One of her most significant contributions to physics was her identification of technetium in sunlight, the first example of technetium naturally existing. She joined the then National Bureau of Standards (NBS) in 1945.[8] Her tables of atomic spectra and energy levels, published by NBS, have remained essential references in spectroscopy for decades. While there, she began to research the infrared solar spectrum and atomic energy levels.[5] Later in her life, it became possible to launch instruments on rockets and she extended her work to the ultraviolet spectral lines.[9]

In 1949 she became the first woman elected as an associate of the Royal Astronomical Society of Great Britain, in honor of her work on multiplet tablets and in identifying solar spot electra. Throughout her career she authored and co-authored over 100 papers and attended the tenth general assembly of the International Astronomical Union on the Joint Commission on Spectroscopy in Moscow in 1958.[4] Sitterly retired from her position at the NBS when she turned 70, in 1968, but continued her research at the Naval Research Laboratory.[9] Sitterly was honored by the Journal of the Optical Society of America by a commemorative issue in 1988.[10]
Personal life

During her second stay at Princeton, she met and married, on May 30, 1937, Bancroft W. Sitterly, who became a physics professor. She continued to publish journals under her maiden name because most of her recognition was under that name. She believed that traveling is one of the most important aspects of a scientist’s life, as it promotes collaboration between scientists. She enjoyed gardening, traveling, and music with her husband until his death in 1977. She continued her research until her death from heart failure at the age of 91.[4]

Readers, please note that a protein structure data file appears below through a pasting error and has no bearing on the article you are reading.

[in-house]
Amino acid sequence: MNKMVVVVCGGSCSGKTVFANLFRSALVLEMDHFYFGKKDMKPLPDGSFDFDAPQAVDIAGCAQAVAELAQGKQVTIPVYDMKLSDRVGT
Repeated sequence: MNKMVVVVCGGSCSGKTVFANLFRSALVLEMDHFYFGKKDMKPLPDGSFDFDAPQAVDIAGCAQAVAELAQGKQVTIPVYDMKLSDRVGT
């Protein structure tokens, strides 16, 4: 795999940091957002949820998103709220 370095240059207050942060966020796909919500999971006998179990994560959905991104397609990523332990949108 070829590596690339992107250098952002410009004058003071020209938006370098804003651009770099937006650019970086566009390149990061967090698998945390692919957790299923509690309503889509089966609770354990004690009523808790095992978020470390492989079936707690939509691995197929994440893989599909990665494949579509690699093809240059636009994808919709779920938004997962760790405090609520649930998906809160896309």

Honors
Awards

Annie J. Cannon Award (1937)[6]
Federal Woman’s Award (1961)
William F. Meggers Award of the Optical Society of America (1972)[6]
Bruce Medal (1990)[6]

Service
Vice President, American Astronomical Society
Vice President, American Association for the Advancement of Science Section D
President, Commission on Fundamental Spectroscopic Data, International Astronomical Union

Named after her
Asteroid 2110 Moore-Sitterly

Works
A Multiplet Table of Astrophysical Interest, 1933
The Solar Spectrum (with Harold D. Babcock), 1947
The Masses of the Stars (with Henry Norris Russell), 1940
Ultraviolet Multiplet Table, 1950
Atomic Energy Levels as Derived from the Analyses of Optical Spectra, 1958

 
 
 
 

By Mike Vago: Meet the English nobleman who may have been King James’ boyfriend
 
 
 
 
By William Hughes: R.I.P. soul singer Charles Bradley

 
 
 
 

 
 
 
 
$135,000~
https://youtu.be/XEPanglcJWk

 
 
 
 
By Elena K, Hometalk Team: Easy Grout Cleaner (and Swiffer Hack) for Under $8
 
 
 
 
By Penolopy Bulnick: Halloween Wreaths
 
 
 
 
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Yankee Magazine: Vermont Apple Cider Doughnuts
 
 
 
 

Shep McAllister: Sunday’s Best Deals


 
 


 
 


 
 


 
 

FYI September 23, 2017